The LibraryThing Blog kindly--or unkindly, take your pick--points us in the direction of Pride and Prejudice and Zombies, a reworking of P&P with...yes...zombies. (The write-up promises "the original text of Jane Austen's beloved novel with all-new scenes of bone-crunching zombie action.") I believe that zombification might be just what English departments need: a sure-fire strategy for revivifying (so to speak) the canon! For example:
Oliver Twist. This workhouse conceals a deadly secret: it turns innocent orphans into rampaging zombies. When little Oliver arrives and asks for "more," he doesn't realize just what's in that gruel. But the zombified Oliver remains irresistibly adorable--so much so that he manages to suck out everyone's brains before they can say "awwww."
Jane Eyre. We all know that if you get in Jane Eyre's way, you die. However, this new take on an old classic reveals the awful truth: Lowood School incubates a virus that transforms young girls into the ravenous undead. Although Jane Eyre thinks that Helen Burns died of consumption, Helen actually spends the novel magically attracted to Jane's vicinity. Expressing her love for Jane in the only way she now can, Helen devours anyone who ever insults, assaults, or otherwise disses her one-time school chum. Notably, the grand climax offers us a very different reason for Mr. Rochester's missing hand.
Middlemarch. Young Dr. Lydgate arrives in Middlemarch after being alerted to a mysterious outbreak of the walking dead. Unfortunately, he is too absorbed in his experiments to notice that his lovely new wife doesn't just appear brainless. In the meantime, the Rev. Casaubon, worried about the progress of his scholarly work on mythology, concludes that a new infusion of brains might be just what he needs.
He Knew He Was Right. In this sensitive novel about obsession, a young man becomes convinced that his new wife is actually a zombie who desires nothing else than to rend him limb from limb. His wife and family all try to convince him of his error, but to no avail. Meanwhile, he fails to notice that his best friend's conversation has become suspiciously monotonous, turning as it does on the best method for preparing brains. (Fricasseeing? Frying? Baking?)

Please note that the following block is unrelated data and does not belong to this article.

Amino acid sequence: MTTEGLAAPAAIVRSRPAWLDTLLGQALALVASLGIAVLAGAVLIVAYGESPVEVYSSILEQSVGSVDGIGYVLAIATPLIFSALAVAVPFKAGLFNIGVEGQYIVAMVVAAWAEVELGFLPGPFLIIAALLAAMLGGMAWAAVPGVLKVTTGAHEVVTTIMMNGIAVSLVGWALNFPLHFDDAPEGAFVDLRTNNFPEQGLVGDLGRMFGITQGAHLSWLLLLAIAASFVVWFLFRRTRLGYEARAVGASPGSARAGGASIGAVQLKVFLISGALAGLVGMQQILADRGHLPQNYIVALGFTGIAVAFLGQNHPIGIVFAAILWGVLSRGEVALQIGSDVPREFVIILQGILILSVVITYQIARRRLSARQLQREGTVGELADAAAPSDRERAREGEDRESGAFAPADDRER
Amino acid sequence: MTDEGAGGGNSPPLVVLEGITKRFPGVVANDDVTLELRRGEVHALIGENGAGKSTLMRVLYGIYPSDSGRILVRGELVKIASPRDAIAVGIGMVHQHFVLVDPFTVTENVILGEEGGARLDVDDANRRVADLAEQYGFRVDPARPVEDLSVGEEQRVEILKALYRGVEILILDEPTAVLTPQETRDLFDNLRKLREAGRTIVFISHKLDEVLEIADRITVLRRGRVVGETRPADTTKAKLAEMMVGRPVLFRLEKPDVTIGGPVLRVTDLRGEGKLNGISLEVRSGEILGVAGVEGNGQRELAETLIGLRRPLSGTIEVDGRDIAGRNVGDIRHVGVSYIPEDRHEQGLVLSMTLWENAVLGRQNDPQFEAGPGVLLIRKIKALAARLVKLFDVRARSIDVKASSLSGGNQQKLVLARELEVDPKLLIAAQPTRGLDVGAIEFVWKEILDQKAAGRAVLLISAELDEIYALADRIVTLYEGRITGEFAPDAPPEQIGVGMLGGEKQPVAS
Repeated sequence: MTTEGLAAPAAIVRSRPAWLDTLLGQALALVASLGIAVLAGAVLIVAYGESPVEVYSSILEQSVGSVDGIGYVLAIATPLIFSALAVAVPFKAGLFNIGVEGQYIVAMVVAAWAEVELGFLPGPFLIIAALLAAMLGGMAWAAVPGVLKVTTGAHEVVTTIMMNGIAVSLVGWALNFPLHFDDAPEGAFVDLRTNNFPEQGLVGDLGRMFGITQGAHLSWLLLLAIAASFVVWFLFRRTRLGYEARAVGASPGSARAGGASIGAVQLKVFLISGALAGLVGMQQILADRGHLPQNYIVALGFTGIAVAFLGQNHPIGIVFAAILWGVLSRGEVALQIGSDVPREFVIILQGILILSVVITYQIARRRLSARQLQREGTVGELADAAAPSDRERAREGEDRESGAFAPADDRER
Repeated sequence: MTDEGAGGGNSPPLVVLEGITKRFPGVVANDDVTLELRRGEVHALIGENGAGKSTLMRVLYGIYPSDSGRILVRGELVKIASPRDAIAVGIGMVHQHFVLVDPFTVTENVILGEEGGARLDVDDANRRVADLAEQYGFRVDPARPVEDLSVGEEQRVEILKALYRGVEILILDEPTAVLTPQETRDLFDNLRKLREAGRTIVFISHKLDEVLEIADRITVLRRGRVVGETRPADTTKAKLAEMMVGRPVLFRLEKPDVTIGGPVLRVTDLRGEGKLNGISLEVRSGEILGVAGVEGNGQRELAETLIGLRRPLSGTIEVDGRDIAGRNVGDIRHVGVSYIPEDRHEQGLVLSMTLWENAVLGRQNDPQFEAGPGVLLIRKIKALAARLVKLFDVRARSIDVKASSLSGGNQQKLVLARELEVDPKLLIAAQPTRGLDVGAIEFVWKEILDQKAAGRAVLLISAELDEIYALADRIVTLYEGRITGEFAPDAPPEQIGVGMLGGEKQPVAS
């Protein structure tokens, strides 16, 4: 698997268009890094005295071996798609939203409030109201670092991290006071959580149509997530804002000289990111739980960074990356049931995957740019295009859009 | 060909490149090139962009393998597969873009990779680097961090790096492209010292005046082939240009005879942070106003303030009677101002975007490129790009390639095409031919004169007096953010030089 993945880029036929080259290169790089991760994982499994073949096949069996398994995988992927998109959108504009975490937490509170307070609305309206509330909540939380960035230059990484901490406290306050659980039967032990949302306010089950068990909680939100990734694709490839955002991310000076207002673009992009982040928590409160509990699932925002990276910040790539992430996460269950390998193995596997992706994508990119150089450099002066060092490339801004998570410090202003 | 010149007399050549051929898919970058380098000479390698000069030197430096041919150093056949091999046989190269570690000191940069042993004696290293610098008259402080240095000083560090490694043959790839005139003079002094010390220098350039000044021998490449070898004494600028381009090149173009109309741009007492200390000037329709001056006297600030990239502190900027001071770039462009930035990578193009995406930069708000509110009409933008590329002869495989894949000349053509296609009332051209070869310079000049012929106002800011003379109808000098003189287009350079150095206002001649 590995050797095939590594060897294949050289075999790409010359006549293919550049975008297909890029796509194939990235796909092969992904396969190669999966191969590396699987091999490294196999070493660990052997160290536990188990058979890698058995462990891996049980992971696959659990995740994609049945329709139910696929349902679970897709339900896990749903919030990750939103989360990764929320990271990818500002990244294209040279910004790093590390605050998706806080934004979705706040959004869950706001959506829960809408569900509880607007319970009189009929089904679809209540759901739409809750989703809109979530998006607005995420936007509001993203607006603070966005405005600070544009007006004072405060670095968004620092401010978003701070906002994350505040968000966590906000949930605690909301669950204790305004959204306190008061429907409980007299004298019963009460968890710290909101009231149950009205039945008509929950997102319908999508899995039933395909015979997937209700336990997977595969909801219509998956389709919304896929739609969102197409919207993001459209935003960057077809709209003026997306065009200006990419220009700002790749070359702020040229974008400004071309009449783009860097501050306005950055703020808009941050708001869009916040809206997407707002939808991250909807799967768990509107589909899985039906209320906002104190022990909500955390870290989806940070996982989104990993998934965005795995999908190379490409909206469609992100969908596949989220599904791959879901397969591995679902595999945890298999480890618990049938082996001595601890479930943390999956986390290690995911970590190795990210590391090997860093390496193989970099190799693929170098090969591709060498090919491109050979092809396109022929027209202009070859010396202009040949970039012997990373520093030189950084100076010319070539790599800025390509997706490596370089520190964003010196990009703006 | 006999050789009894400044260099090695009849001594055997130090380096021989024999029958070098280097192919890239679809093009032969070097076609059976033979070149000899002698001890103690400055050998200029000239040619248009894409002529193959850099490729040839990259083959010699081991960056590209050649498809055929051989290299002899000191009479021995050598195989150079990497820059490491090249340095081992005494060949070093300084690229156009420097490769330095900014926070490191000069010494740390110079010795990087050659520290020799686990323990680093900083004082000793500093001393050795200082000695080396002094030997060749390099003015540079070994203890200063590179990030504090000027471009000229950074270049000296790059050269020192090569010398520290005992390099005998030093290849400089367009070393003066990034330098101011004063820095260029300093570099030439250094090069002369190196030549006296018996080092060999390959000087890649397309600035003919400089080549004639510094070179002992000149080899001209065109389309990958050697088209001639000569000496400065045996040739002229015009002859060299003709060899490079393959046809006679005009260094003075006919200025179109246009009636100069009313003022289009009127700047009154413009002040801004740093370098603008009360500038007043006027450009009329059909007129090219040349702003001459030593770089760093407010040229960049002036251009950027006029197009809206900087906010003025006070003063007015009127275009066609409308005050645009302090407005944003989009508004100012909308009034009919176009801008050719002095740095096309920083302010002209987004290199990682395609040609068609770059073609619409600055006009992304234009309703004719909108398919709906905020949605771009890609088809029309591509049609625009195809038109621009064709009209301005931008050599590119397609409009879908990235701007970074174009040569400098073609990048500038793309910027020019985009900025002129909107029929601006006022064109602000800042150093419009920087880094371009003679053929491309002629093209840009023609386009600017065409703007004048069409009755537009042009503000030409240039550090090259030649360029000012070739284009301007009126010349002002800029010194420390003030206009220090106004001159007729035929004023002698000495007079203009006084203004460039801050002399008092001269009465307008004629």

Dracula. Vampires meet zombies! It's a true gustatory treat when the Count comes face-to-face with a newly-zombified Mina Harker: he sucks her blood, she slurps his brains. Needless to say, they wind up making beautiful music together...much to the consternation of Jonathan Harker.
"My Last Duchess." That portrait doesn't just "look" alive--it really is alive. Sort of. Not content with murdering his wife, the Duke issues "commands" to have her transformed into a mindless, undead hulk. The purpose of displaying this zombie portrait? In order to prevent her from devouring him for lunch, the Duke brings her regular tributes. Like the poor emissary in the poem, for example.
"Mariana." This classic poem of romantic longing and increasing depression looks much, much different when the reader realizes why Mariana is trapped all alone in the moated grange. Outside, zombies have overrun the idyllic English countryside, ransacking villages for human food while crying for brains in perfectly turned iambic pentameter. Poor Mariana, perfectly aware that her beloved has succumbed to the curse, can only moon about while wishing for her own undeath...